The Internal Revenue Service sees such a high number of tax payers falling victim to fraud and various refund scams that they have put together resources on how to spot and report tax scams.

Here are a few tips on protecting yourself from losing your tax refund to scammers.

Tax Refund Phishing Emails Scams

Phishing is an old standby of scammers for a very simple reason: it works. Phishing emails purport to be from the IRS, usually with a link to a website asking for personally identifiable information.

Be on guard as soon as you receive one of these emails. The IRS will not email you about your taxes. They only contact you through that most traditional form of communication, the U.S. mail. Immediately mark any email purporting to be from the IRS as spam.

Tax Refund Phone Scams

The American taxpayer has grown more savvy to tax refund scams involving email phishing, so scammers will also try telephone scams to get your personal information. These phone-based tax refund scams work in much the same way as phishing scams: you get a phone call from someone saying they’re from the IRS. They want to talk to you about your tax return, but then for some reason they have none of your personal information and need you to provide it. Or they’ll ask you to confirm your personal information.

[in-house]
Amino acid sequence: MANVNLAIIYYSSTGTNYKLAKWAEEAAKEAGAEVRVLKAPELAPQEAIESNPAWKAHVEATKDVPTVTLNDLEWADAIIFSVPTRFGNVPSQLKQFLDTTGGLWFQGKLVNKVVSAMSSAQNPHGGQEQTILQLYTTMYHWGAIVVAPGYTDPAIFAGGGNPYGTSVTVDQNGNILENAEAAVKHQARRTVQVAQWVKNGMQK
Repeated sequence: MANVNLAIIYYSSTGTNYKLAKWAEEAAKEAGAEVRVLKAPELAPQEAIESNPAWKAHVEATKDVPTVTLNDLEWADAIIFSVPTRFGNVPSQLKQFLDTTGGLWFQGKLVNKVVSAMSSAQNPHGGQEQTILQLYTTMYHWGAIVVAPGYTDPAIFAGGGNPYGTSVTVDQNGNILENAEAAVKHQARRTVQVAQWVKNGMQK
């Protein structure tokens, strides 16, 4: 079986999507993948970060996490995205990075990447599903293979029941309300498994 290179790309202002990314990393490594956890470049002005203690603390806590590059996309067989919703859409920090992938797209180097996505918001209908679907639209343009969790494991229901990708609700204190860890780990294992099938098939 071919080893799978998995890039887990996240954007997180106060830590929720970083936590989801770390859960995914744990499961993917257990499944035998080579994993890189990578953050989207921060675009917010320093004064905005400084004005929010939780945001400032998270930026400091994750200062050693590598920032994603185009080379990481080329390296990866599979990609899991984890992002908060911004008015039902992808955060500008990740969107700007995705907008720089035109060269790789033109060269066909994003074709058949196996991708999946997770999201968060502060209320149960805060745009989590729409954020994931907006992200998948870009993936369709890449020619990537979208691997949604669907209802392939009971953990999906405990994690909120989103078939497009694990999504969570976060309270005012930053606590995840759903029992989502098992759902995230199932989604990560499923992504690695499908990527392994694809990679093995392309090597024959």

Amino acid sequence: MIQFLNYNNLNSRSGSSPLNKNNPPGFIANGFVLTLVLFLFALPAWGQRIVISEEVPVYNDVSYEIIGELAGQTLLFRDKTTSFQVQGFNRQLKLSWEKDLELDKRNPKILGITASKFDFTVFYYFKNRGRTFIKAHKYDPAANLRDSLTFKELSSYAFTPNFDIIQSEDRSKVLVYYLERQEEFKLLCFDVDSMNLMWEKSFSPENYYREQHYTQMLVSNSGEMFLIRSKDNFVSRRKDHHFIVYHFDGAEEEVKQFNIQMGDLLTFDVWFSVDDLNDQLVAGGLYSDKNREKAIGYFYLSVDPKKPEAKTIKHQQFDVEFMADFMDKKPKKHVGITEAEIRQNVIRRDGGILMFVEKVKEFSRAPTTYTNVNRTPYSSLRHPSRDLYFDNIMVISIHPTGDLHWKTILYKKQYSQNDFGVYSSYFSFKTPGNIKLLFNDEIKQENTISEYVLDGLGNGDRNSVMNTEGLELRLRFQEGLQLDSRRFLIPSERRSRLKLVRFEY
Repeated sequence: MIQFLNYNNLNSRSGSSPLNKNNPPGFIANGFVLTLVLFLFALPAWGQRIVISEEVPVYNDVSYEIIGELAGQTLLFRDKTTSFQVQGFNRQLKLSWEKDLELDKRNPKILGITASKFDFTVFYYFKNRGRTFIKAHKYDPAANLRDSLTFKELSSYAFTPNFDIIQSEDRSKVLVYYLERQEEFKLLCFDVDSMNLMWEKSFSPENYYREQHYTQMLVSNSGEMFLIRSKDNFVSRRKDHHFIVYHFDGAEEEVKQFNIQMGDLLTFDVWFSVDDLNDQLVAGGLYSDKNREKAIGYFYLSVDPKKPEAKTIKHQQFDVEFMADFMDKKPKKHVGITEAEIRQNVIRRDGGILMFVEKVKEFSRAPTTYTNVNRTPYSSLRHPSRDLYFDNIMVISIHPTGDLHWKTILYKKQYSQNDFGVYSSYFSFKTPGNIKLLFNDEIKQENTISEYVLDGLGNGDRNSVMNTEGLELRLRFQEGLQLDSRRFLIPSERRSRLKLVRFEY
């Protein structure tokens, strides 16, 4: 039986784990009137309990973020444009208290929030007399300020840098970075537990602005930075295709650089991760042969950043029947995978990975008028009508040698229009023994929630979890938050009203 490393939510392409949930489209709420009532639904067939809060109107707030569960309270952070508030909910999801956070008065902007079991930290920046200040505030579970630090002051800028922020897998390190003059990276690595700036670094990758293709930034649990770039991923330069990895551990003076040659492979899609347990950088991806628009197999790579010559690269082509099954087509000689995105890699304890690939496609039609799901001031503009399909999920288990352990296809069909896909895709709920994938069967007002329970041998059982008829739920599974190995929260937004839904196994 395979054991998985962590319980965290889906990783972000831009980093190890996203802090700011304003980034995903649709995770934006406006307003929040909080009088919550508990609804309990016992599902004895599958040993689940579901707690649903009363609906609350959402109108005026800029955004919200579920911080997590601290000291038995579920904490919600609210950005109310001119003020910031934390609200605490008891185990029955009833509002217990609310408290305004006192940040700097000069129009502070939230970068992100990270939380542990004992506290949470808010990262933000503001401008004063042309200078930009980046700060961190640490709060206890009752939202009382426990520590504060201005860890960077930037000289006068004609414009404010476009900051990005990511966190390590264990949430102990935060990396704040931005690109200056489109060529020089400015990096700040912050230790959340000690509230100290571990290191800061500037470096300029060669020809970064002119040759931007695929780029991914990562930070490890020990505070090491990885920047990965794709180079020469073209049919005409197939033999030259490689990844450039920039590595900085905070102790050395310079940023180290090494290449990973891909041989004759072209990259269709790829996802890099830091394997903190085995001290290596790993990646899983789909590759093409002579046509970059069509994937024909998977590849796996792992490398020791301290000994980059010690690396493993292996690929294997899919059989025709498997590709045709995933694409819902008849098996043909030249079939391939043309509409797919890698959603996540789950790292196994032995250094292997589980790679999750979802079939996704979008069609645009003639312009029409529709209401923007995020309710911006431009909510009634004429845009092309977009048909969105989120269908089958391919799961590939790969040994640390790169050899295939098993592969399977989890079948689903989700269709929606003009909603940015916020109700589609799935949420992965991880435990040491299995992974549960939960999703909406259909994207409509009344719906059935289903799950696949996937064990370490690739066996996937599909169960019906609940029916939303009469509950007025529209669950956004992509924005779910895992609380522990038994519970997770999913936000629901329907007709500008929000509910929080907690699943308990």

As a general rule, you should be careful about any phone call concerning your finances. When you get a phone call about your finances, take down the name of the caller and their organization. And don’t trust your caller ID if it shows a number that appears official or matches the phone number listed on a legitimate IRS website. Phone numbers are easy to “spoof,” or make look like numbers they’re not.

And, again, the first contact you would have from the IRS — if there were a legitimate issue — would be in the form of official correspondence sent by mail, not a phone call.

Tax Refund Identity Theft Scams

If you have become a victim of a tax refund scam, there is an additional piece of bad news: you are also a likely target for identity theft.

These crimes are very closely linked, because anyone who has enough information to file a tax return on your behalf and claim your refund probably has enough information to commit other forms of identity theft. This works in the other direction as well: victims of identity theft are more likely to become victims of tax refund scams.

If you have been a victim of either, operate as if you have been a victim of both. This means closely monitoring your credit report and being careful if you find out any new accounts are opened in your name. You should also contact your bank and your credit card companies to make changes to your account information, making it harder for the scammers to capitalize on the information they have. This might sound like a hassle, but it’s much less trouble than dealing with fraud after it occurs.

The silver lining to this cloud is that if you’re already engaged in best practices related to your personally identifiable information, you probably don’t have to worry about losing your tax refund — or your identity — to criminal scammers.

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